i miss her..i wish she would start showing up at events again!
[and everytime she laughs. she hopes he's watching.
so he can fall for her smile. just as hard as she fell for his.]
I love Winona, she epitomized the early-mid 90's for me and was my hair inspiration for many years.
she did that waif(but with a chest)-gammine look perfectly for the time.
Glad to see her slowly coming back
New Winona by Mario Sorrenti shoot for Another Magazine
She is so lovely and she takes interesting pictures unlike most actresses. I think she's just a classic beauty, her face is so pure.
Image credit: And God Created Noni / Another Magazine.com
Here is the article that goes along with the photo shoot posted above. I am so glad to see Noni making a comeback!! From justjared.com.
In a career that stretches back to her early teens.Winona Ryderhas never jumped ship, never made that romantic comedy that would position her - as an agent might sell it - in the mainstream.
The trajectory was in place when she was 18 after two indie hits. Heathers and Beetlejuice. But if Heathers defined a Swatch generation of Diet Coke heads then Winona, with boyfriend Johnny Depp, was its anti-pin-up. She was raised on old movies and books by parents firmly in the intellectual wing of counterculture. Ask Winona - named after the Minnesota town in which she was born - to pick a favourite performance by an actor and she'll give you five, from arthouse French to vintage Hollywood. Unpredictable, maybe, but Winona has always boon true to the career she wants. She made Heathers against the advice of pretty much everyone, then went on to work with Scorsese. Francis Ford Coppola and Woody Allen to name just a few. She has produced - and in more than just name - a handful of films, using her influence to bring scripts she believes in to the screen, including Girl. Interrupted (1999) and The Day My God Died (2003).
Things got cloudy for a while, and in December 2001, Winona was arrested for shoplifting and possession of drugs without a prescription. The one good thing to come out of everything that happened is that I realised I wasnt happy where I was. I wasn't happy being so famous and being written about all the time. Hollywood people associate movies solely with fame and I didn't enjoy working in that way anymore. I am so much happier now." Today, she is back doing what Winona does best, making films that she can throw herself into. First up is The Darwin Awards, a small independent film directed by Finn Taylor, which premiered at Sundance. followed later in the year by Richard U'nklater's A Scanner Darkly.
For our tenth issue, Another Magazine invited Winona to talk about ten subjects, a selection of her influences and inspirations. They reveal a natural outrage at injustice, a sensitivity to issues of rebellion, and a worldview. which like Patti Smith's, has been shaped by the characters who have passed through.
"I discovered Scoundrel Time by Lillian Hellman when I was about 16. it's one of the most harrowing accounts of the Hollywood blacklist days I have a a ever read. I used to be good friends v/ith Roddy McDowell and he would have dinner parties where I'd meet people who had been blacklisted during the McCarthy era. Leo Penn (Sean Penn's father) was one of the first people I talked to. People forgot that actors were imprisoned, and families suffered. There were so many suicides, and the boycott wasn't fully lifted until the 70s.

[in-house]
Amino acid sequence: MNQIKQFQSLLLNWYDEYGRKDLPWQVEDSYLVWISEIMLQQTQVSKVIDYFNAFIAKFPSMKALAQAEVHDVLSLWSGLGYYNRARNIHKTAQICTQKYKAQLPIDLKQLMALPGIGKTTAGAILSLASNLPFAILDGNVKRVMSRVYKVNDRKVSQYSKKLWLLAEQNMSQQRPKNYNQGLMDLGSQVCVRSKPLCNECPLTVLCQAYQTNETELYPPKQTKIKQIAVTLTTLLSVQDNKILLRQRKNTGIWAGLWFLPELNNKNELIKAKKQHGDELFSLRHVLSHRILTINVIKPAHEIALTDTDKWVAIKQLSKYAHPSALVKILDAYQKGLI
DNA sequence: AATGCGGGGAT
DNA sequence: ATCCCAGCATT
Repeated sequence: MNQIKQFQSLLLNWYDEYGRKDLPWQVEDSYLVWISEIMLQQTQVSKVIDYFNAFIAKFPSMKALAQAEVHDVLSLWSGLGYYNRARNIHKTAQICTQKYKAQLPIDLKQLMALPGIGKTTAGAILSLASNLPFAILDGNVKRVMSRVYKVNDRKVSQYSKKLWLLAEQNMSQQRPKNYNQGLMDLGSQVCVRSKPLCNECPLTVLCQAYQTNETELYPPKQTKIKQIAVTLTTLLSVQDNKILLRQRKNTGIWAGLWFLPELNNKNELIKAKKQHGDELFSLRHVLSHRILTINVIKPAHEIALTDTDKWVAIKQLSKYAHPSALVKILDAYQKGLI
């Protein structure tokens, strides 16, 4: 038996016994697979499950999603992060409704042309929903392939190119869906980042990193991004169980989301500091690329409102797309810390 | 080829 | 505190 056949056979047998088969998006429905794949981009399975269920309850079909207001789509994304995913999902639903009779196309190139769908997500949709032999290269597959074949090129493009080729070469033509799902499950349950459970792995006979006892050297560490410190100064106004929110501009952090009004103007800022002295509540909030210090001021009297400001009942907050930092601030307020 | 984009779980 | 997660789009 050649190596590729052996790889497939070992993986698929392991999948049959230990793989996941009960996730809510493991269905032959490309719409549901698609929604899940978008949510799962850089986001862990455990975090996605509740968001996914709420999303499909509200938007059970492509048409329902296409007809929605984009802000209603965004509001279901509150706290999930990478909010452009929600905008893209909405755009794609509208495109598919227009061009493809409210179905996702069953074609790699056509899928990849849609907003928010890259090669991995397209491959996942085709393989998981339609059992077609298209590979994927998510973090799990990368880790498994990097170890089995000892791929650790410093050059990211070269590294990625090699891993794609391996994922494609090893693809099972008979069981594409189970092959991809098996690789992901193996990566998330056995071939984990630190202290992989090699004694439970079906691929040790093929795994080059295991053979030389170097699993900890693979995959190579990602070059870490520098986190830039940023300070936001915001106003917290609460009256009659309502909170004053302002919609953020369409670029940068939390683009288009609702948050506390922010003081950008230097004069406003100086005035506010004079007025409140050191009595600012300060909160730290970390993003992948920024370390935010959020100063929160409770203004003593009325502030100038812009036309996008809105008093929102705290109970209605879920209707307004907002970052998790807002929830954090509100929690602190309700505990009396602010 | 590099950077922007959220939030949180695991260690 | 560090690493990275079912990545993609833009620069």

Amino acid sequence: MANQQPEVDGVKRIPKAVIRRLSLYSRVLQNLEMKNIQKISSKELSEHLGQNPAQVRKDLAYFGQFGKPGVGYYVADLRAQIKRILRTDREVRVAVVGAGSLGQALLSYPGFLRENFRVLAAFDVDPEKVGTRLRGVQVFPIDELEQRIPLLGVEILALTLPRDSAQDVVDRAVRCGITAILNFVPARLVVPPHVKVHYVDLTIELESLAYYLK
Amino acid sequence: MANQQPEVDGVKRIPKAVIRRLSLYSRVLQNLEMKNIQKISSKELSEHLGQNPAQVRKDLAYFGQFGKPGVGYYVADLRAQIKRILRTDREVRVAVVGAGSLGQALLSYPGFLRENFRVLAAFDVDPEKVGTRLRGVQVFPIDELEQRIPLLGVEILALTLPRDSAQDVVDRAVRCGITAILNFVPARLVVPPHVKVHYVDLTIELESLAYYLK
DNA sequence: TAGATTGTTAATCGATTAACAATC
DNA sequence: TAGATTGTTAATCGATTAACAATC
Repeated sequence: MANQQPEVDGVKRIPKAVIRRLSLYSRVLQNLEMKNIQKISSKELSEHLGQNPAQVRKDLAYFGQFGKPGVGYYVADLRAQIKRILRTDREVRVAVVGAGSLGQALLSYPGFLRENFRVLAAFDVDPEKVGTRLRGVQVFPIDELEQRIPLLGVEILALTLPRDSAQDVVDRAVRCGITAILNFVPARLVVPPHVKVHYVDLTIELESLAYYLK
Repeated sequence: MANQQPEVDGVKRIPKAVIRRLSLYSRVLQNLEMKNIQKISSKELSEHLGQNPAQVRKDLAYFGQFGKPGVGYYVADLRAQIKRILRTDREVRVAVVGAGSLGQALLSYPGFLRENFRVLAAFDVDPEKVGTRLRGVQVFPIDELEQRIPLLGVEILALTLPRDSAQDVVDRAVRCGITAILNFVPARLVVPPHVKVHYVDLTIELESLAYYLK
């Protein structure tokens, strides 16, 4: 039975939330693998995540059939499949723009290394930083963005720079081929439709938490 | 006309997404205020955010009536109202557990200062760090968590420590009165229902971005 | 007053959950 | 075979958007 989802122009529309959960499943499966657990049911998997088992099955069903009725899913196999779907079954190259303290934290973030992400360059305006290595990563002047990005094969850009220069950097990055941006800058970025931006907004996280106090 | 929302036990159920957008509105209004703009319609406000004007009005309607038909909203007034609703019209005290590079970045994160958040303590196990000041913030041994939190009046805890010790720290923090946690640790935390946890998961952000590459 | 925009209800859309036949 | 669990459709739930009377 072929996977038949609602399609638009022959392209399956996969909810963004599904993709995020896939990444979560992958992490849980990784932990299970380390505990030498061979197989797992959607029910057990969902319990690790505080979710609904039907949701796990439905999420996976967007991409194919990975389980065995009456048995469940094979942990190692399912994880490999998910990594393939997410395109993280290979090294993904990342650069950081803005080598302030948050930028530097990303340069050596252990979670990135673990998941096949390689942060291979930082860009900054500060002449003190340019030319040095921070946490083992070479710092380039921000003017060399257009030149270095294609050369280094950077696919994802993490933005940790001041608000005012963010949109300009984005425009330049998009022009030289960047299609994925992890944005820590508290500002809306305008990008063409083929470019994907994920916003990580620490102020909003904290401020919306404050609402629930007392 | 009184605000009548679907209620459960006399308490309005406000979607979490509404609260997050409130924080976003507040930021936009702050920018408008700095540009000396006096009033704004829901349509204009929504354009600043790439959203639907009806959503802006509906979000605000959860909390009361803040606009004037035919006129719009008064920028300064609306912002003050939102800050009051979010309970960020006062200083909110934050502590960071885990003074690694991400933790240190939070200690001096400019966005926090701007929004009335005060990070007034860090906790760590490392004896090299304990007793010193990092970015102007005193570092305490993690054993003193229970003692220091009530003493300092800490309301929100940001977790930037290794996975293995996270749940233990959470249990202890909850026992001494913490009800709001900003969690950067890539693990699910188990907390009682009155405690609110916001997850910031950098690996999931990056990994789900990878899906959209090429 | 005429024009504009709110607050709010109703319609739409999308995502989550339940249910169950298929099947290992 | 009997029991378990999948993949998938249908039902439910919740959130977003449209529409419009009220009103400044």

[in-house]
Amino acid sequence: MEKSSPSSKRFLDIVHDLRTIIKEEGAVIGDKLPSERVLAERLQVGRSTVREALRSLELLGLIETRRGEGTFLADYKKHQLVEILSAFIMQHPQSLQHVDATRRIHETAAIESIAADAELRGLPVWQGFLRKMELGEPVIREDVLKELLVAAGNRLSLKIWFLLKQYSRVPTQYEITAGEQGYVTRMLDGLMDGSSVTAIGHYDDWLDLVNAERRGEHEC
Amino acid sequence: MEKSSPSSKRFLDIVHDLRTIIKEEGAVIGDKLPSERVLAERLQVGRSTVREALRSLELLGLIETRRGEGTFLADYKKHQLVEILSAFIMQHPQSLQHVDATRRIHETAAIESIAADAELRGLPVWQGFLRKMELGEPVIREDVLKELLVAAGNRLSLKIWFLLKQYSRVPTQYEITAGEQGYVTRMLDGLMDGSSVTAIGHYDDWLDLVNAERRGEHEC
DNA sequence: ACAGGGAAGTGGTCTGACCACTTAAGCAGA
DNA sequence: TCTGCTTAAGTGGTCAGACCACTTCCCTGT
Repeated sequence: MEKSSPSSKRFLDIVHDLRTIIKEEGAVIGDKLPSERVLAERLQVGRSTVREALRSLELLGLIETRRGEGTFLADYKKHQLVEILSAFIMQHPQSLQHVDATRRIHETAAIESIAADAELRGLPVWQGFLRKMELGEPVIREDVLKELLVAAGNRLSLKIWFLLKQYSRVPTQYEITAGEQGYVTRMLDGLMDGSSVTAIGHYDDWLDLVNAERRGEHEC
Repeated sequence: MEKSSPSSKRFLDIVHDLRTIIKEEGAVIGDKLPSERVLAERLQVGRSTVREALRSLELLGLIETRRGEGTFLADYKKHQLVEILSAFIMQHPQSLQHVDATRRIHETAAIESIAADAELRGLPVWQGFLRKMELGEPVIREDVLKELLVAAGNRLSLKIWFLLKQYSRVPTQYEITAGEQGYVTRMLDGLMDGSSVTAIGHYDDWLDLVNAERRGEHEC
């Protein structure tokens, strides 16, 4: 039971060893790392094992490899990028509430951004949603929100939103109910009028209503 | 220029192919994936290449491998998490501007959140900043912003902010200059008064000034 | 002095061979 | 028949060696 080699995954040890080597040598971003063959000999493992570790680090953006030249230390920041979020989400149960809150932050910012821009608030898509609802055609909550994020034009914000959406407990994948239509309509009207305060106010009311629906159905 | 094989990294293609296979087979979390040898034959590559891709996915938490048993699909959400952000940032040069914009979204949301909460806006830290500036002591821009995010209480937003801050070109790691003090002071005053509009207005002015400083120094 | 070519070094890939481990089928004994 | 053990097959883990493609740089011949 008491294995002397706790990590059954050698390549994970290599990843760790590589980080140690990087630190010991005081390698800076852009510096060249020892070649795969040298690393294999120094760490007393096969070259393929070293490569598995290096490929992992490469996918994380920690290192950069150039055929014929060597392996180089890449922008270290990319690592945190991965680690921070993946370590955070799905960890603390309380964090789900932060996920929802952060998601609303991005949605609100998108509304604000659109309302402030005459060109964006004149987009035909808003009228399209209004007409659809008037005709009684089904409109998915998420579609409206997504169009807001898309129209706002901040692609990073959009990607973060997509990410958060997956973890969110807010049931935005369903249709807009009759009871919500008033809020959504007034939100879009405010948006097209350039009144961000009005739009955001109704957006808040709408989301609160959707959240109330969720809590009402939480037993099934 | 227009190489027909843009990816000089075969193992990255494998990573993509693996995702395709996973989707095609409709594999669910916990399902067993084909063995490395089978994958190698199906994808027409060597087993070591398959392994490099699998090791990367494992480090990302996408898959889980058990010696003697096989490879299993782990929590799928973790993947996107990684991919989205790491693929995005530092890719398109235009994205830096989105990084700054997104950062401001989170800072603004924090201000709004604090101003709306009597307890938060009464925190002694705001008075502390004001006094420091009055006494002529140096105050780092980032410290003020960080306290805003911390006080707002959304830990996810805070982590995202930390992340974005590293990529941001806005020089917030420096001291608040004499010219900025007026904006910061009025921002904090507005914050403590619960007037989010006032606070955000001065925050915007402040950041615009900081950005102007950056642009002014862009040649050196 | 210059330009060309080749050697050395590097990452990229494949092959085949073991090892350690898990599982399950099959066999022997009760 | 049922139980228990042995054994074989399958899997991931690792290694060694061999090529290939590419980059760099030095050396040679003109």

There's a great movie called The Front, starring Woody Allen, who plays a guy working in a deli. He pretends to be a writer to help a blacklisted friend. Lots of people who worked on the film had been blacklisted themselves.
The Crucible is one of the best pieces of writing I've read. Before I did the film. I appeared in the play, with Arthur Miller in the role of Judge Danforth. which was terrifying. He was a giant man. In one scene. I had to confront him and spit at him. I think he was a great actor as well as a genius writer.
I'd include the script for Heathers in the category of literature. It said so much about society. There is an assumption when you're young that things don't mean as much or aren't as painful. But first love is the most devastating of all. Society wilt always look down on teenagers - parents and teachers dont seem to pay enough attention to kids when they are at their most painful age. Most of the great writers were outcasts, especially the beats. That's why Lawrence Ferlinghetti is such a hero, because he was the first person to get those artists published."
"I always loved the Patti Smith lyric 'Jesus died for somebody's sins but not mine.' I got sent home from school for wearing a Patti Smith t-shirt with that line on. I was not raised religiously: my parents always told me to take a piece of a whatever religion you like and make it your own. And I've a always thought that to plant concepts of heaven and hell, sin and burning, into a child's mind is wrong. The lyric is not a '**** you' message, it's about being responsible for your own actions. Like James Baldv/in said. 'We pay for our sins because of the lives we lead.' It also makes me think of John Lonnon's quote. 'Life is what happens when you're busy making other plans.'"